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5 areas of IT that will end soon

Byron Connolly | June 2, 2015
Vito Forte looks into his crystal ball and predicts the future of IT.

"Who wants a data centre?" Forte asked attendees. "Generally if you have a data centre you want to flip it because you're paying for rack space you're not really filling," he said.

"The best data centre to have is not to have one. And nowadays, you can fundamentally drive pretty much all of your capability without actually having one. Most SMEs can exist without actually having anything on-premise," he said.

"Have you taken an SME-approach to everything that you do or are you living on legacy? Because legacy is fantastic, it keeps us awake at night."

4. The end of frameworks being used a weapon

Corporate IT has a fantastic ability to build processes and frameworks such as ITIL and SCRUM and there are good reasons for these, Forte said. But he believes these are only valuable if an outcome is derived.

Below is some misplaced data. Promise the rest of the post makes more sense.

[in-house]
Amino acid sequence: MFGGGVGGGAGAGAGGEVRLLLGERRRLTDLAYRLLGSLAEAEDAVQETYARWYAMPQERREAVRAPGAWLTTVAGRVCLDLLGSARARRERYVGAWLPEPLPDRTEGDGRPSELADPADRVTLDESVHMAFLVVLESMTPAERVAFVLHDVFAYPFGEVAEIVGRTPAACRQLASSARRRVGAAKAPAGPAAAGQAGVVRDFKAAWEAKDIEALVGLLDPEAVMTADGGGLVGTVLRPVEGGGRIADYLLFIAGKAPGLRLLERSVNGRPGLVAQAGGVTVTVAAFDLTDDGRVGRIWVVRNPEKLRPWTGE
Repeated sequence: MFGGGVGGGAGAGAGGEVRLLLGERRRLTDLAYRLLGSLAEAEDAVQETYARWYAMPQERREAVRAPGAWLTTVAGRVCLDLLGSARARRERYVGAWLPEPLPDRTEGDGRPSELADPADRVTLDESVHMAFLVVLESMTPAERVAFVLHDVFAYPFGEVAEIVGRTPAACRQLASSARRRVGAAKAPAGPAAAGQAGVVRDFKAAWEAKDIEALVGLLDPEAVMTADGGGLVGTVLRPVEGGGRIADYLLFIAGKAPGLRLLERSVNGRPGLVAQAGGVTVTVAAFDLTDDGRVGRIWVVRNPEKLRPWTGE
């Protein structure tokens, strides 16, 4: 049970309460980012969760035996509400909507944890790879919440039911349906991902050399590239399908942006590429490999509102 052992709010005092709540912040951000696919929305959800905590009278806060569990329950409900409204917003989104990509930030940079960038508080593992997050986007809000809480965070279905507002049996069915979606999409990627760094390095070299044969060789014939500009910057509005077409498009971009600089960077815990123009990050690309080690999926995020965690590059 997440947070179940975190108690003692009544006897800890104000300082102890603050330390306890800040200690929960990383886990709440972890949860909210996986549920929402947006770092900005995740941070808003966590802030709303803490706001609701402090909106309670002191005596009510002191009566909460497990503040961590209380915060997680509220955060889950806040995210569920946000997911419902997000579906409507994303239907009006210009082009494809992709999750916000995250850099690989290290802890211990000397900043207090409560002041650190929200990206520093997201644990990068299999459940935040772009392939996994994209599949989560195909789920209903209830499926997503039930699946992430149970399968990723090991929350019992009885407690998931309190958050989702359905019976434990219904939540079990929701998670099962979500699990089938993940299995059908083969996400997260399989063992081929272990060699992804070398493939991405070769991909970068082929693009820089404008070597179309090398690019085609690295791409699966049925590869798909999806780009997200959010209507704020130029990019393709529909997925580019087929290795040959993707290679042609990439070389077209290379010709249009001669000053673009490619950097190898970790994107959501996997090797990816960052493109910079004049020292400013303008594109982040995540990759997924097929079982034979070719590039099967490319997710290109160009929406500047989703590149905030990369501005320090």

"There's no value in a framework itself but we use them to say 'no', he said. 'Oh well, they didn't follow this process.' Who gives a s**t about the process?

"Does the business care that it doesn't understand ITIL? It cares about the delivering of an application, it wants data in a particular way, it wants to make decisions and it wants to make money. Last time I looked, implementing a framework doesn't make money.

"So understand how much of it is actually necessary and drive the value based on the 'just enough principle', it's not about being perfect."

ITIL is a fantastic framework [but] if organisations tried to work through and implement everything in ITIL, they've got a 10-year project, he said.

"What going to happen in the intervening years when you are implementing ITIL?"

5. The end of perimeter/end point security

"Does anyone know where the perimeter is? Is it your phone, is it your customer's phone? Is it your partner's or supplier's end device? So what do you do? How do you protect that? How do you protect the thing that you don't know about?" Forte asked.

"These are the sorts of things that you really need to understand. Fundamentally it's the wrong approach if you are trying to manage things that are in constant flux and change -- trying to manage the unmanageable.

"Understand what it really is that you are trying to do and focus on it," he advised.


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